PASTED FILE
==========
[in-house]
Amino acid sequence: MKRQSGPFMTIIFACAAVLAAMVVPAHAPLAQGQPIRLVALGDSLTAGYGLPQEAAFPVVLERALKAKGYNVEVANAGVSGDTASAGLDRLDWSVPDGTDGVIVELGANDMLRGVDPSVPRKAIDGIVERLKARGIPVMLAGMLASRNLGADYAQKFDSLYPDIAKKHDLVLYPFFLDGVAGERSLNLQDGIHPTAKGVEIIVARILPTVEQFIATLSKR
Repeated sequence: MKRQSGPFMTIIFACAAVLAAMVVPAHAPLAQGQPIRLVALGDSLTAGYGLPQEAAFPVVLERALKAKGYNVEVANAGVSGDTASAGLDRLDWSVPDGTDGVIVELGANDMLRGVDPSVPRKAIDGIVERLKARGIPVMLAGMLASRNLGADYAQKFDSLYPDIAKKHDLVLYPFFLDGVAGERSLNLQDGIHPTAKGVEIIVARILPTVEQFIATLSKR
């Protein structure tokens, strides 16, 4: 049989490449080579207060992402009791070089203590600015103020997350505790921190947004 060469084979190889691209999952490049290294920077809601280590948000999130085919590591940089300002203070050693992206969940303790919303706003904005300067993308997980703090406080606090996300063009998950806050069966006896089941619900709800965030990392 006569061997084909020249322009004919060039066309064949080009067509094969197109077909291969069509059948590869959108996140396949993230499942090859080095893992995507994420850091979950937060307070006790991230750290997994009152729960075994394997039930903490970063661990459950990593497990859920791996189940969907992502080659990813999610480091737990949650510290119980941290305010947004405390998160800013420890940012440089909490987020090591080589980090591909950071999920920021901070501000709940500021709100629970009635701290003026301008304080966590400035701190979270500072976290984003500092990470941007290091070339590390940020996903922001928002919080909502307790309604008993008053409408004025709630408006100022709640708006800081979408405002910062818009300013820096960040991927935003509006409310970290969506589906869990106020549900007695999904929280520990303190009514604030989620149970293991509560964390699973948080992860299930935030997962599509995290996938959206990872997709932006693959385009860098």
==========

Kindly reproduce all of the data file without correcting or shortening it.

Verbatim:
[in-house]
Amino acid sequence: MKRQSGPFMTIIFACAAVLAAMVVPAHAPLAQGQPIRLVALGDSLTAGYGLPQEAAFPVVLERALKAKGYNVEVANAGVSGDTASAGLDRLDWSVPDGTDGVIVELGANDMLRGVDPSVPRKAIDGIVERLKARGIPVMLAGMLASRNLGADYAQKFDSLYPDIAKKHDLVLYPFFLDGVAGERSLNLQDGIHPTAKGVEIIVARILPTVEQFIATLSKR
Repeated sequence: MKRQSGPFMTIIFACAAVLAAMVVPAHAPLAQGQPIRLVALGDSLTAGYGLPQEAAFPVVLERALKAKGYNVEVANAGVSGDTASAGLDRLDWSVPDGTDGVIVELGANDMLRGVDPSVPRKAIDGIVERLKARGIPVMLAGMLASRNLGADYAQKFDSLYPDIAKKHDLVLYPFFLDGVAGERSLNLQDGIHPTAKGVEIIVARILPTVEQFIATLSKR
């Protein structure tokens, strides 16, 4: 049989490449080579207060992402009791070089203590600015103020997350505790921190947004 060469084979190889691209999952490049290294920077809601280590948000999130085919590591940089300002203070050693992206969940303790919303706003904005300067993308997980703090406080606090996300063009998950806050069966006896089941619900709800965030990392 006569061997084909020249322009004919060039066309064949080009067509094969197109077909291969069509059948590869959108996140396949993230499942090859080095893992995507994420850091979950937060307070006790991230750290997994009152729960075994394997039930903490970063661990459950990593497990859920791996189940969907992502080659990813999610480091737990949650510290119980941290305010947004405390998160800013420890940012440089909490987020090591080589980090591909950071999920920021901070501000709940500021709100629970009635701290003026301008304080966590400035701190979270500072976290984003500092990470941007290091070339590390940020996903922001928002919080909502307790309604008993008053409408004025709630408006100022709640708006800081979408405002910062818009300013820096960040991927935003509006409310970290969506589906869990106020549900007695999904929280520990303190009514604030989620149970293991509560964390699973948080992860299930935030997962599509995290996938959206990872997709932006693959385009860098």